According to his account, while on a westward trapping and hunting trip in the 1921/22 winter, he realized he had crossed the continental divide through a lower pass, either on locating a spike from the 1904 Grand Trunk survey, or on meeting trappers who had canoed from the Fraser River.

Upper Fraser, British Columbia

Upper FraserWilliam (Bill) Chance (1921–62), later at Upper Fraser
The articles for the Grand Canyon of the Fraser, Dome Creek, McGregor, Upper Fraser, and the BC communities within the, outline construction through those specific localities.
In May 1913, during the Grand Trunk Pacific Railway construction, the Smith and Ramsay camp was just northwest at former Mile 195, and their engineer, F. Purvis, was just southeast at former Mile 193.

Prince George, British Columbia

Prince GeorgeFort GeorgePrince George, BC
During the construction phase from Tête Jaune to Fort George thousands of tons of freight, both for railway construction and merchants, travelled downstream from the railhead by scow.
Finally in 1903, Fort George's fortune began to change when reports said that the Grand Trunk Pacific Railway (later part of Canadian National Railway (CN Rail)) would pass near the fur post.

Skeena (sternwheeler)

SkeenaSkeena'' (sternwheeler)
Detailed articles cover the sternwheelers Skeena, Operator, and Conveyor and their roles on the Skeena River, and on the Fraser River.
The Skeena sternwheeler was one of five sternwheelers built for the use on the Skeena River by Foley, Welch and Stewart for construction work on the Grand Trunk Pacific Railway from 1909 until 1911.

Dome Creek, British Columbia

Dome Creek
The articles for the Grand Canyon of the Fraser, Dome Creek, McGregor, Upper Fraser, and the BC communities within the, outline construction through those specific localities.
Foley, Welch and Stewart (FW&S) was the prime contractor for the Mountain Section.

Pine Pass

Pine or Peace PassesPine Pass highwayPine Pass option
The more northerly Pine Pass option, as specified in its charter, may have been a better choice in terms of developing traffic, and in improving the current CNR network (especially if the later Pacific Great Eastern Railway route had opted for the Monkman Pass crossing).
The Grand Trunk Pacific Railway charter specified the Peace Pass, Pine Pass or such other Rocky Mountains pass which was most convenient and practicable.

Yellowhead Pass

Yellowheadbear his name
The GTPR followed the original Sandford Fleming "Canadian Pacific Survey" route from Jasper, Alberta through the Yellowhead Pass, and the track-laying machine crossed the BC/Alberta border in November 1911.
However, both the Grand Trunk Pacific and Canadian Northern Railways used the Yellowhead Pass for their main lines built c. 1910–1913, and the main line of their successor, the Canadian National Railway, still follows the route.

Conveyor (sternwheeler)

ConveyorConveyor'' (sternwheeler)MV ''Conveyor
Detailed articles cover the sternwheelers Skeena, Operator, and Conveyor and their roles on the Skeena River, and on the Fraser River.
The Conveyor was one of five sternwheelers built for the use on the Skeena River by Foley, Welch and Stewart for construction work on the Grand Trunk Pacific Railway.

Tête Jaune Cache, British Columbia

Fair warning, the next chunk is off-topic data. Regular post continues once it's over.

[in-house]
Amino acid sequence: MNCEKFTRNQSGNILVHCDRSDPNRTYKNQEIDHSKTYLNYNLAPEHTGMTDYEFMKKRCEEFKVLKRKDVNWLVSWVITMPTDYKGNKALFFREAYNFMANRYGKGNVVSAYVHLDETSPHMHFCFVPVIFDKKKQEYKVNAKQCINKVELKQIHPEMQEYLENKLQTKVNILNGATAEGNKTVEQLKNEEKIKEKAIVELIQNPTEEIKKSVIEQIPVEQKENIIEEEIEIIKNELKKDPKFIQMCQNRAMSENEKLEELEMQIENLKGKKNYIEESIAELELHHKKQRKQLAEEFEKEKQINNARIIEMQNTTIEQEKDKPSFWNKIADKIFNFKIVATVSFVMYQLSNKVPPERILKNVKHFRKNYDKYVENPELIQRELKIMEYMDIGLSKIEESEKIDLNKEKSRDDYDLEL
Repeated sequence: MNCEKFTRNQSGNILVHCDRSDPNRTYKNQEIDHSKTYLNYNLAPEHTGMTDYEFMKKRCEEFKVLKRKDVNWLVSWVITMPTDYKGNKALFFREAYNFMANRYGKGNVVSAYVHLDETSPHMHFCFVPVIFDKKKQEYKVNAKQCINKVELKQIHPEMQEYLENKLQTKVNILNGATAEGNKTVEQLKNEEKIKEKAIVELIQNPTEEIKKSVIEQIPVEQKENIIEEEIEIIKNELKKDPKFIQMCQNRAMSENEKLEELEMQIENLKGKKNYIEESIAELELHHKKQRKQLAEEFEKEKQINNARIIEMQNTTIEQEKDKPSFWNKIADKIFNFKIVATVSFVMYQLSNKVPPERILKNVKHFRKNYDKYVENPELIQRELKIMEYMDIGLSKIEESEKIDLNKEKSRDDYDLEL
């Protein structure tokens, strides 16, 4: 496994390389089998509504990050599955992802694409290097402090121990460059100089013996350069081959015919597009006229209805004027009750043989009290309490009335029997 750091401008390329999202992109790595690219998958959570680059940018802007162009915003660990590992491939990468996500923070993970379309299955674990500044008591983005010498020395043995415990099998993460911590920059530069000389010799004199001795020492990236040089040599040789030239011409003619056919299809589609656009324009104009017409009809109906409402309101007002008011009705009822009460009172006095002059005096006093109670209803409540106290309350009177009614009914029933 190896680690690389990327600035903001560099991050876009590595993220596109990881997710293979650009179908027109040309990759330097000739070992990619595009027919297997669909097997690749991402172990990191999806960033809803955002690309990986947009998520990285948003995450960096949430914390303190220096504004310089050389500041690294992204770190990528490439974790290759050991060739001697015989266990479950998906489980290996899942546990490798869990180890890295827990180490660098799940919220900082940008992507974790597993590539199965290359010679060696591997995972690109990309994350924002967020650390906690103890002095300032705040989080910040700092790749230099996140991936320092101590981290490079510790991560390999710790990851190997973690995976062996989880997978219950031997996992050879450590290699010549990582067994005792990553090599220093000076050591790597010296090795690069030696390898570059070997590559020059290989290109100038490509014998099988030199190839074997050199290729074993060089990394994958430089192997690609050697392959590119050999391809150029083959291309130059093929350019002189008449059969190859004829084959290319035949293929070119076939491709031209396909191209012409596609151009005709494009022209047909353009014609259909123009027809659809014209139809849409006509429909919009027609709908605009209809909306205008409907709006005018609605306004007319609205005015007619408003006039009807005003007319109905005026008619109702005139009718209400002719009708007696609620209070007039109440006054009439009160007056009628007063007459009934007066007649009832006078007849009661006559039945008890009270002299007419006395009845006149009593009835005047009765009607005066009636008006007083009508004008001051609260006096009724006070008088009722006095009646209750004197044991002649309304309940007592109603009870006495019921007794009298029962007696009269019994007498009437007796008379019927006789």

Tête Jaune CacheTête JauneTete Jaune Cache
Launched in 1909, the Operator and Conveyor were disassembled in 1911, transported to Tête Jaune and relaunched in 1912 on the Fraser River.
During the construction of the Grand Trunk Pacific Railway Tête Jaune Cache was a prosperous community and was the head of navigation for the paddle steamers of Foley, Welch and Stewart and the BC Express Company.

Operator (sternwheeler)

OperatorMV OperatorOperator'' (sternwheeler)
Detailed articles cover the sternwheelers Skeena, Operator, and Conveyor and their roles on the Skeena River, and on the Fraser River.
The Operator sternwheeler was one of five sternwheelers built for the use on the Skeena River by Foley, Welch and Stewart for construction work on the Grand Trunk Pacific Railway.

Charles Melville Hays

Charles HaysCharles M. HaysHays, Charles Melville
In 1910 at Prince Rupert, although 25 real estate agents operated, David Hayes, brother of GTP president Charles Melville Hays was the sole company agent.
Hays is credited with the formation of the Grand Trunk Pacific Railway (GTP), a dream he had to create a second transcontinental railroad within the borders of Canada.

McGregor, British Columbia

McGregorHansard BridgeHansard railway bridge
The articles for the Grand Canyon of the Fraser, Dome Creek, McGregor, Upper Fraser, and the BC communities within the, outline construction through those specific localities.
The Grand Trunk Pacific Railway (later the CNR) Hansard Bridge spans at Mile 99.1, Fraser Subdivision (formerly about Mile 188.5, though a contemporary article inadvertently quoted the camp location).

Fort Fraser, British Columbia

Fort Fraser
The line completed across the prairies, through the Canadian Rockies, and to the newly constructed seaport at Prince Rupert, the last spike ceremony occurred one mile east of Fort Fraser, British Columbia at Stuart (Finmoore) on April 7, 1914.
The present community is located at the site of the last spike of the Grand Trunk Pacific Railway, driven on April 7, 1914.

Hotel Macdonald

Fairmont Hotel MacdonaldThe Macdonald
The GTPR built the Fort Garry Hotel in Winnipeg, and the Hotel Macdonald in Edmonton.
It was built by the Grand Trunk Pacific Railway, and has been successively owned by Canadian National Railway, Canadian Pacific Hotels, and Fairmont Hotels and Resorts.